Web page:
Besides the group process, six presenters, each an expert in his/her field, offer timely advice designed to help the reader make the end of life less an intimidating process and more a rich, poignant transition.

How Material Is Presented
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The Amateur’s Guide is a self-help workbook laid out in a week-by-week progression, totaling ten weeks. An introduction prepares the reader for his/her participation. Each chapter contains a specific issue for that week: spirituality, legal concerns, early messages about death, etc., followed by scenarios from the group sessions.

The reader is also offered creative exercises and activities, homework as it were, which further their involvement in the particular subject being addressed.

Jokes and quotations—addressing the humor and poignancy of death—punctuate each chapter.

This workbook is designed primarily for those currently facing their mortality. But concerned family and friends, healing and helping professionals, lawyers, clergy, teachers, students, and those grieving a death will all benefit from joining in. Because, as we all know, none of us is getting out of here alive.

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05/21/12

On The Cutting Edge, Part 2

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More about how The Amateur’s Guide To Death And Dying: Enhancing The End of Life is on the cutting edge of death and dying work. What follows also comes from from the book’s introduction. Part 1 HERE!

 

 

My Check-In
Each week our group session begins with an opportunity to check-in. This provides each participant a chance to share his or her weekly progress with the rest of us. In the “My Check-In” section that follows, you’ll be offered that same opportunity. You’ll also be able to respond to the previous week’s issues and talk about key events of your past week.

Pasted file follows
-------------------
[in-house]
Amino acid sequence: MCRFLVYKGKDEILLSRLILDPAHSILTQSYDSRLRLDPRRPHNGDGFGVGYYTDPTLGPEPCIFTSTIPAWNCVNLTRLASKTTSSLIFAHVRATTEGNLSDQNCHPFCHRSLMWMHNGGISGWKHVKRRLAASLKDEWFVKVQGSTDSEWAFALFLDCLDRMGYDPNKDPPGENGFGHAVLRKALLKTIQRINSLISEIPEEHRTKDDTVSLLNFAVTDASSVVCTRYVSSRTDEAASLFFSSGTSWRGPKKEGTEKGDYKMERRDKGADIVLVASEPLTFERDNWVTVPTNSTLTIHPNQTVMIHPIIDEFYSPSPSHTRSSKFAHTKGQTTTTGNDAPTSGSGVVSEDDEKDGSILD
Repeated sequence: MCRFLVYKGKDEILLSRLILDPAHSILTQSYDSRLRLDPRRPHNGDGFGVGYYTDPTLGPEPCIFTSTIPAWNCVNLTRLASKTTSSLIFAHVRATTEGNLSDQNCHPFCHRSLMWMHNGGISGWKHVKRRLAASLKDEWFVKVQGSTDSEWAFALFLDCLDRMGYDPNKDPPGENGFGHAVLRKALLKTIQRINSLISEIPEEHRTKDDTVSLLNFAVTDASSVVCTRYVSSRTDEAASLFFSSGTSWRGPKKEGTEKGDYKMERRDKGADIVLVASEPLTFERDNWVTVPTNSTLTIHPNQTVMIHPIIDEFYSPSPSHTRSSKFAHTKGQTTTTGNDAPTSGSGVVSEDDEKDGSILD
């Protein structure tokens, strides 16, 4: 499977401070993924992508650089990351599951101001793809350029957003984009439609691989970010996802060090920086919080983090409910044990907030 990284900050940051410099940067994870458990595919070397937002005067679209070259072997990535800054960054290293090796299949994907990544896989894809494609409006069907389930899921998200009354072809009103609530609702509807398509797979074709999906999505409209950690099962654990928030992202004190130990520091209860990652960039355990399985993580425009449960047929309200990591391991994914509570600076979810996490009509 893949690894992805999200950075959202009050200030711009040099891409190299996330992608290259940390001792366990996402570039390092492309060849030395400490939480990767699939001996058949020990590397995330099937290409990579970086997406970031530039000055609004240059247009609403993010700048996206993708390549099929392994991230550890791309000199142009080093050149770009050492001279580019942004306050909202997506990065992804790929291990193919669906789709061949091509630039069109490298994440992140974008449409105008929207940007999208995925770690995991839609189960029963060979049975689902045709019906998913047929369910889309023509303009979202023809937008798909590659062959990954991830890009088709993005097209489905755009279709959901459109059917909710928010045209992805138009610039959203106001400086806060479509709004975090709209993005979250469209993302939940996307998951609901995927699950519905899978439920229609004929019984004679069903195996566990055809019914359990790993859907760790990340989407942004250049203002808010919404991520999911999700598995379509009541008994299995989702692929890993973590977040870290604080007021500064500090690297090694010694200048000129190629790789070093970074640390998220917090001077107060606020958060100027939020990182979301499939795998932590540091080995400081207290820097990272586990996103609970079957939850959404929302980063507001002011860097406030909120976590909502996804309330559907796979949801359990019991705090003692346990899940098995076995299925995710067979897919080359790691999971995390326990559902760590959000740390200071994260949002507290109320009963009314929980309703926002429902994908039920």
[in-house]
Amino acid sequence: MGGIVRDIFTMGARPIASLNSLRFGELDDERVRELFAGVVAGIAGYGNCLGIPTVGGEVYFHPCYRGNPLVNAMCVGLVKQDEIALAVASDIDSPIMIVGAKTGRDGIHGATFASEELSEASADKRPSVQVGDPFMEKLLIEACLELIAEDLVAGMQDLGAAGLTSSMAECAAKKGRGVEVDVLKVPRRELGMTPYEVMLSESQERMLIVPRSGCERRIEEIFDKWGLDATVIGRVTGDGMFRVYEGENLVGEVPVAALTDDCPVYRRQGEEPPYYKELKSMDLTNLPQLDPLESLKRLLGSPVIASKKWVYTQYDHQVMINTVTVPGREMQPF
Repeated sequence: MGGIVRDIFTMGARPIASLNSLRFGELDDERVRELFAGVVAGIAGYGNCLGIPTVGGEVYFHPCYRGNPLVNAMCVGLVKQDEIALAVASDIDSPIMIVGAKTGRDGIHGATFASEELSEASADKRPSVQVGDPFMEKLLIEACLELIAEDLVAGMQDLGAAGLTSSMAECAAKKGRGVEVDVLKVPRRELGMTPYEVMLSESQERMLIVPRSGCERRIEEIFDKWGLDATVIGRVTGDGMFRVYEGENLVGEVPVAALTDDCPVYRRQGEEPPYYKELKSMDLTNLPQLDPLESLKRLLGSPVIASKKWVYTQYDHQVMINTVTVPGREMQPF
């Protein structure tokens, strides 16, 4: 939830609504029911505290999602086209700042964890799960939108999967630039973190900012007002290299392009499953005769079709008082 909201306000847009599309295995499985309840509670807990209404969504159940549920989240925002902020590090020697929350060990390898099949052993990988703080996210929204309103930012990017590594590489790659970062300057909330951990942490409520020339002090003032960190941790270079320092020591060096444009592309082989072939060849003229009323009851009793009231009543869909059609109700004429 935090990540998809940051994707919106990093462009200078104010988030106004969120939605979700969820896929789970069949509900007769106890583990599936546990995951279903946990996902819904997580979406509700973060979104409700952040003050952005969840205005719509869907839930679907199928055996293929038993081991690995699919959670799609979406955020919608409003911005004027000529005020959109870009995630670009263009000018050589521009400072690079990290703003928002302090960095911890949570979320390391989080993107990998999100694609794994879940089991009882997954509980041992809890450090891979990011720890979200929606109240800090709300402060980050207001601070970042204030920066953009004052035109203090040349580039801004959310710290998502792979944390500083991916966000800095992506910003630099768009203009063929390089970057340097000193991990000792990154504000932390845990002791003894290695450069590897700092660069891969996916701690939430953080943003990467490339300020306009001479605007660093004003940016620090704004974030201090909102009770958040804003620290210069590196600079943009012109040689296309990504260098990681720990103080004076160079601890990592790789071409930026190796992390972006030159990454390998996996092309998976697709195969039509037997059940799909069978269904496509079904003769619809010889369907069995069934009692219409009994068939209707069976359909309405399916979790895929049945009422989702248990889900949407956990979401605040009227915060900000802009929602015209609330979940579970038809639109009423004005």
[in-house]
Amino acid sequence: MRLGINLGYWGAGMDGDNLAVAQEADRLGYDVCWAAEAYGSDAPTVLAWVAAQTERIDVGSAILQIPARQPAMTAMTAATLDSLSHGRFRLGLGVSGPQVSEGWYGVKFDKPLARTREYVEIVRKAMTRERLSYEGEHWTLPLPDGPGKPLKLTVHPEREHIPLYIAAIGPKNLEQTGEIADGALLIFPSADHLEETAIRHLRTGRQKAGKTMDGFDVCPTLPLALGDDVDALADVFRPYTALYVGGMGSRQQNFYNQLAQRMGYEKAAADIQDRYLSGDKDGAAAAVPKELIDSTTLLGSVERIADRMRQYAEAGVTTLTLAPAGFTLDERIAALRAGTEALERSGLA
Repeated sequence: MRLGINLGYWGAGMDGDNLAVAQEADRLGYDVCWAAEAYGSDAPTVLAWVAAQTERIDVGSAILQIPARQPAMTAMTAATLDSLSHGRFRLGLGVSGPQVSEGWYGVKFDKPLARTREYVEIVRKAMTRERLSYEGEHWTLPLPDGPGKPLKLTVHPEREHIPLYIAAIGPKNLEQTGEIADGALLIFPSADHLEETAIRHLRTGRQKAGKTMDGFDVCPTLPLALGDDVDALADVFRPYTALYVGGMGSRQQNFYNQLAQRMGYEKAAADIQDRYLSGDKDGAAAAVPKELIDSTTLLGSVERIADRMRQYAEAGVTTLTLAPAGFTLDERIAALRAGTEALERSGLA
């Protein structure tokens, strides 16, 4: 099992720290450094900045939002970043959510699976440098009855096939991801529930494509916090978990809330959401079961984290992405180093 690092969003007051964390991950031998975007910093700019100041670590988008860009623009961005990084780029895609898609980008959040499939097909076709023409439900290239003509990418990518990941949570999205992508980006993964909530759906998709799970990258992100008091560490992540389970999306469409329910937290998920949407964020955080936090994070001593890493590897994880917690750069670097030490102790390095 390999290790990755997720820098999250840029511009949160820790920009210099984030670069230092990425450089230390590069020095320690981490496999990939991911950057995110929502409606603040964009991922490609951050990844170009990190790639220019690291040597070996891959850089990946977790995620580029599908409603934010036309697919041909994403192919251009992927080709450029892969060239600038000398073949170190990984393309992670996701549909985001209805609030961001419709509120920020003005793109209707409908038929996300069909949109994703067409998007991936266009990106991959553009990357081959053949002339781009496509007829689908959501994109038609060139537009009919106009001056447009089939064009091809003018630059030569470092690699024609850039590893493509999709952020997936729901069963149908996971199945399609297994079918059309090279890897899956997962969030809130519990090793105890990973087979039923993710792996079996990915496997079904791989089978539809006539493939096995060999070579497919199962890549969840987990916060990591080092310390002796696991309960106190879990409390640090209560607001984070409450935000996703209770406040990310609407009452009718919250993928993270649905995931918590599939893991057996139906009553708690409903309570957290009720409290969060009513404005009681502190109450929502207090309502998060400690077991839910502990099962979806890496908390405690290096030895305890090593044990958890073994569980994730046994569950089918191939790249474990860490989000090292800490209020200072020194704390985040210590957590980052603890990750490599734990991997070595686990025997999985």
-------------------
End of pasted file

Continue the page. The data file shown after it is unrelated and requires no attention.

My Turn
Each week we’ll tackle a specific issue: spirituality, legal concerns, early messages about death, etc. You’ll sample the discussion of your fellow participants as they come to grips with their own fears and anxieties. In the “My Turn” section that follows, you’ll be offered an opportunity to join the discussion. You’ll have plenty of opportunity to detail your thoughts and inner dialogue, and respond to the other group members and to our speakers.

Exercises and At Home Work
Each chapter contains creative exercises to further your involvement in the particular subject being addressed. You’ll be able to join the other participants as they tackle these thought-provoking exercises right along with you.

Each chapter also contains an “At Home Work” section, where you will be presented with an activity that is designed to keep you engaged in the process all week long. It will also prepare you for the following week’s topic.

SOME FINAL THOUGHTS
Here are a few suggestions on how to enhance your involvement in this process. First, walk through the process step-by-step just as it’s presented. A great deal of thought has gone into producing this program. It is tried and true. It moves from one topic to another in a specific order, each week building on the week before. In order for the process to work, you’ll want to allow yourself plenty of time and space to not only read through each chapter, but also to complete each exercise and homework assignment.

One of the best ways to stay involved in this program is by keeping a personal journal. This will serve as your own personal compass throughout the process.

This workbook is only able to provide you with a limited amount of space for your reflections and comments, so you may want to keep an extra pad of paper handy for jotting down all your thoughts, observations, and questions that may not fit on the page provided.

If you find writing or typing on a computer keyboard difficult, you might want to consider the option of keeping an audio or video journal. Either way, by the time you complete this workbook, you will have a valuable legacy that you’ll be able to share with others.

Even though The Amateur’s Guide provides you with a ten-person, on-the-page support group, there is no substitute for live human interaction. In light of this, you may wish to invite a friend or family member or maybe even a group of like-minded people to join you in this process.

If you work with a partner or a group, you’ll want to read aloud the check-in and discussion portions of each chapter and then, after completing that week’s exercises and homework assignments, you could share your responses with each other. This is an ideal way to break open a healthy conversation on what it means to die wisely and well.